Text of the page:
FF Stephan Noli Blog: Fuel Scarcity Hits Lagos, Anambra, Northern States

Thursday, October 29, 2015

Fuel Scarcity Hits Lagos, Anambra, Northern States

Fuel scarcity hit Lagos, Anambra and some Northern states on October 28 as long queue of vehicles were seen at different filling stations.

Though some of the independent traders in Lagos claimed that fuel was not available for sale, some other were selling the product at the rate of N120 per litre rather than the official pump price of N87.

However, some filling stations at Iyana-Ejigbo area were under lock and keys while others were selling at high price. When the reporter of Daily Post tried to ask one of the fuel attendants, she simply answered, ‘go and ask Buhari’.

A motorcyclist, who gave his name as Oriade said that he managed to buy five litres from black marketers for N700.

“Bro, I just bought five litres for N700 around Chris Idowu. This sudden fuel scarcity is annoying. I have gone to all the filling stations around Ejigbo here but no one is selling. Even the people selling are killing us with price, aside the queue”, she said. Oriade called on the federal government to do something about it before it went out of control,” he said.
Scarcity of Premium Motor Spirit (PMS), has also resurfaced in Awka, Anambra state capital, as its price has gone up to between N110 and N115 in the city and its surroundings.

NAN correspondent who monitored the situation on Wednesday reports that most filling stations had "no fuel" sign placed at their gates while a few that had the product had long queues of vehicles.

A motorist, Ndubuisi Okonkwo, who queued at a filling station at Unizik Junction, Awka, told NAN that the increase in pump price of PMS was worsening the bad economic conditions of the masses.

Okonkwo said he had to wait patiently to buy the product as he was not sure of where and when it will be readily available.

A motorist, who simply named himself as Donald, said the scarcity was a black failure and advised the Buhari’s government to interfere to save the situation.

“This scarcity, coming when Nigerians are expecting a reduction in official pump price and getting used to the regular price, is uncalled for. The economy is already crunchy and we can’t afford another pain“, he said.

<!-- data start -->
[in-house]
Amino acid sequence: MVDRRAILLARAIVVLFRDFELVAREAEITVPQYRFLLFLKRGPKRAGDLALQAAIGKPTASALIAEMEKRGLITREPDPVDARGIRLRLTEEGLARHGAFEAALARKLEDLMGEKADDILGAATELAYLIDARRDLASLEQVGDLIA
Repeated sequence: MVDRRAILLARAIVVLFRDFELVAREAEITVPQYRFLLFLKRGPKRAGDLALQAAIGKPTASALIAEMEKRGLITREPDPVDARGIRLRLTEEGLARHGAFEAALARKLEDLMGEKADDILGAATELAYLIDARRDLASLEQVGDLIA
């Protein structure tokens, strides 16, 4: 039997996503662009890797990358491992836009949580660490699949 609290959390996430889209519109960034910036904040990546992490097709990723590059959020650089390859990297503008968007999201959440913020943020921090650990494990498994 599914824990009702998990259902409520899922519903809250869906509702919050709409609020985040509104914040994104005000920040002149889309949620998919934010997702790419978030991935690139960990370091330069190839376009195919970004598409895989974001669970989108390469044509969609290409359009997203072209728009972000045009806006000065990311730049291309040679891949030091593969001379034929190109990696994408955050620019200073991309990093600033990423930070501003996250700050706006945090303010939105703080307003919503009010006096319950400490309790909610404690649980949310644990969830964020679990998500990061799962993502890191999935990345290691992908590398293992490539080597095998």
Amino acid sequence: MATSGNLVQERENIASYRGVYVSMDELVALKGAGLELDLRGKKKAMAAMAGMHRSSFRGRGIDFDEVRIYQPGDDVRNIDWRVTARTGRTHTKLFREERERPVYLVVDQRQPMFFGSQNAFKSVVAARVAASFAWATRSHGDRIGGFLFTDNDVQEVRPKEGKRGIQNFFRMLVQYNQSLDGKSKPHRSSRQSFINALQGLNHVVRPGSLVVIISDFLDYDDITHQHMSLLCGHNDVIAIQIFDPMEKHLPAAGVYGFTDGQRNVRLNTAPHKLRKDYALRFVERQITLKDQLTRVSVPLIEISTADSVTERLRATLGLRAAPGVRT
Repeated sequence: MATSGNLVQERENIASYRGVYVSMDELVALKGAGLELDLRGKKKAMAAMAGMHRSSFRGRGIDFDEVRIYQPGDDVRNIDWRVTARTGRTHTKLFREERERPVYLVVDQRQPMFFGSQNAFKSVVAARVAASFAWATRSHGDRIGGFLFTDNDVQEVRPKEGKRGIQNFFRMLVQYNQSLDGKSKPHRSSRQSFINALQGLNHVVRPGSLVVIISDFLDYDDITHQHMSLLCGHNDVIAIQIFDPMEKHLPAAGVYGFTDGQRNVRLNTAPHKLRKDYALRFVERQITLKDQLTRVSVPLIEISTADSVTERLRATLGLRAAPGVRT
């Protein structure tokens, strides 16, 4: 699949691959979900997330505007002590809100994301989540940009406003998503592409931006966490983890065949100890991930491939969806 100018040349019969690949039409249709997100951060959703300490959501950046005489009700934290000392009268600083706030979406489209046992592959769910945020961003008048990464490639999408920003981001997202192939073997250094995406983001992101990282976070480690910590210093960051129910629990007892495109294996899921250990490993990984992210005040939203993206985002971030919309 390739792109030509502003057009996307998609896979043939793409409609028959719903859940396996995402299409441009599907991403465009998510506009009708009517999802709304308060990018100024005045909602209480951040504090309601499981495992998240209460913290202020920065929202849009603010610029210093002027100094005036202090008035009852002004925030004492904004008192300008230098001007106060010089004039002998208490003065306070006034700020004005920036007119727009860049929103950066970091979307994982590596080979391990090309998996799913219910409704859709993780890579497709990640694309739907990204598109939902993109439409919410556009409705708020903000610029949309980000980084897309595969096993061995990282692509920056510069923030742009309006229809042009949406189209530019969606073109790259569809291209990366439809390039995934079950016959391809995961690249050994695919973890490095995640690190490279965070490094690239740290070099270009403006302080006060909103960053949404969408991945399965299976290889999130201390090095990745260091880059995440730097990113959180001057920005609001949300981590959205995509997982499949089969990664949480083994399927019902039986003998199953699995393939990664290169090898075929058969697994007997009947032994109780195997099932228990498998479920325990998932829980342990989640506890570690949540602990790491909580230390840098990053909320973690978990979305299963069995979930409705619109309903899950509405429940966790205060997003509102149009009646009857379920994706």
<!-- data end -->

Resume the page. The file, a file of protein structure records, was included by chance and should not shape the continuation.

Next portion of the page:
On his own part, Benjamin Abimaje, manager at Femas Service Station, stated that there was no fuel because of “the sudden outrageous increase in loading cost.’’

He said he had applied for product for some days now but the increase in price and scarcity at the depot in Lagos had made it unworkable for them to get loaded.

“We do not have fuel. The cost is high at the depot and when you add other charges, it may not land at less than N98.

“It is also biting us because we are not selling, no profit; yet we are incurring loss, we hope it normalises soon“, Abimaje said.

Chief Ikechukwu Nwankwo, Chairman of Independent Petroleum Marketers Association of Nigeria (IPMAN), Enugu zone, said the scarcity was real.

Nwankwo told NAN that loading at Port Harcourt depot was ebbing while lots of trucks were on queue at the Lagos depots where the zone largely depended on.

He said marketers were undergoing difficult times in their efforts to make products available.

"I can confirm to you that there is no PMS now, the pump price increase is only natural because landing cost at the station is now between N95 and N99, the NNPC on its part does not have products.

"Marketers are having problems with funds because most times, government does not remit their part and even when they do, it comes late.

Also, the interests to banks eat up our profits. The government has role to play to ensure we come out of this problem", he said.

However, Nigerian National Petroleum Corporation confirmed the fuel scarcity in Northern states saying that it has taken steps to eliminate the noticeable fuel queues in some key cities.

The corporation in a release stated that within the last 48 hours, petrol products to most main cities across the country particularly in the Northern part of Nigeria has been increased considerably to accommodate some noticeable shock in the system as an outcome of the growing panic demand for the fuel.

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